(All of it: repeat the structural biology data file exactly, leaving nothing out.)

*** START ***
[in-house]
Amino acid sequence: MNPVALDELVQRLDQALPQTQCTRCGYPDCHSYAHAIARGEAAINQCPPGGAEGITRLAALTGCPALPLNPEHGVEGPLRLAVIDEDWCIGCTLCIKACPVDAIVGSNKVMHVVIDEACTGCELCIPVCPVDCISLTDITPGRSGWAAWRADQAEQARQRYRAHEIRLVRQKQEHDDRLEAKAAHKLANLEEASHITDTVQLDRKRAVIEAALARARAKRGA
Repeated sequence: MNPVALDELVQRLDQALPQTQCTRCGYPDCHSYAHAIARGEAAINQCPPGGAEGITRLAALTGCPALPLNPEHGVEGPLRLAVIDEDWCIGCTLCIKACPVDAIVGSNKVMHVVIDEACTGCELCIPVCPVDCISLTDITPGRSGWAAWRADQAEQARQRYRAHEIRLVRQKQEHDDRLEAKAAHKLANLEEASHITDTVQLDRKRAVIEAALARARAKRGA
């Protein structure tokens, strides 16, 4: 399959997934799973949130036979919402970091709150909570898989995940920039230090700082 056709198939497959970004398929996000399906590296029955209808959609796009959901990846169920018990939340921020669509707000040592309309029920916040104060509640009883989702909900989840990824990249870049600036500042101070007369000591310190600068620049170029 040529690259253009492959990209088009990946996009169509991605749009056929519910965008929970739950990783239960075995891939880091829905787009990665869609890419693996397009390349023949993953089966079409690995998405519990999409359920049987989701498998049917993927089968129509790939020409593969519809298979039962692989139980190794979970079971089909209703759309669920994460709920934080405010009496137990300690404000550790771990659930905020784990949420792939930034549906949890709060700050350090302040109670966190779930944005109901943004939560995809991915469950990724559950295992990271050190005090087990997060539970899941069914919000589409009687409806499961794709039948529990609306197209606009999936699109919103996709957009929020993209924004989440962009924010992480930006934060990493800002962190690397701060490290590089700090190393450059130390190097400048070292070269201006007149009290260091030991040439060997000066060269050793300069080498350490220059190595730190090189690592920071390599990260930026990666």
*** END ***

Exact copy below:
[in-house]
Amino acid sequence: MNPVALDELVQRLDQALPQTQCTRCGYPDCHSYAHAIARGEAAINQCPPGGAEGITRLAALTGCPALPLNPEHGVEGPLRLAVIDEDWCIGCTLCIKACPVDAIVGSNKVMHVVIDEACTGCELCIPVCPVDCISLTDITPGRSGWAAWRADQAEQARQRYRAHEIRLVRQKQEHDDRLEAKAAHKLANLEEASHITDTVQLDRKRAVIEAALARARAKRGA
Repeated sequence: MNPVALDELVQRLDQALPQTQCTRCGYPDCHSYAHAIARGEAAINQCPPGGAEGITRLAALTGCPALPLNPEHGVEGPLRLAVIDEDWCIGCTLCIKACPVDAIVGSNKVMHVVIDEACTGCELCIPVCPVDCISLTDITPGRSGWAAWRADQAEQARQRYRAHEIRLVRQKQEHDDRLEAKAAHKLANLEEASHITDTVQLDRKRAVIEAALARARAKRGA
């Protein structure tokens, strides 16, 4: 399959997934799973949130036979919402970091709150909570898989995940920039230090700082 056709198939497959970004398929996000399906590296029955209808959609796009959901990846169920018990939340921020669509707000040592309309029920916040104060509640009883989702909900989840990824990249870049600036500042101070007369000591310190600068620049170029 040529690259253009492959990209088009990946996009169509991605749009056929519910965008929970739950990783239960075995891939880091829905787009990665869609890419693996397009390349023949993953089966079409690995998405519990999409359920049987989701498998049917993927089968129509790939020409593969519809298979039962692989139980190794979970079971089909209703759309669920994460709920934080405010009496137990300690404000550790771990659930905020784990949420792939930034549906949890709060700050350090302040109670966190779930944005109901943004939560995809991915469950990724559950295992990271050190005090087990997060539970899941069914919000589409009687409806499961794709039948529990609306197209606009999936699109919103996709957009929020993209924004989440962009924010992480930006934060990493800002962190690397701060490290590089700090190393450059130390190097400048070292070269201006007149009290260091030991040439060997000066060269050793300069080498350490220059190595730190090189690592920071390599990260930026990666």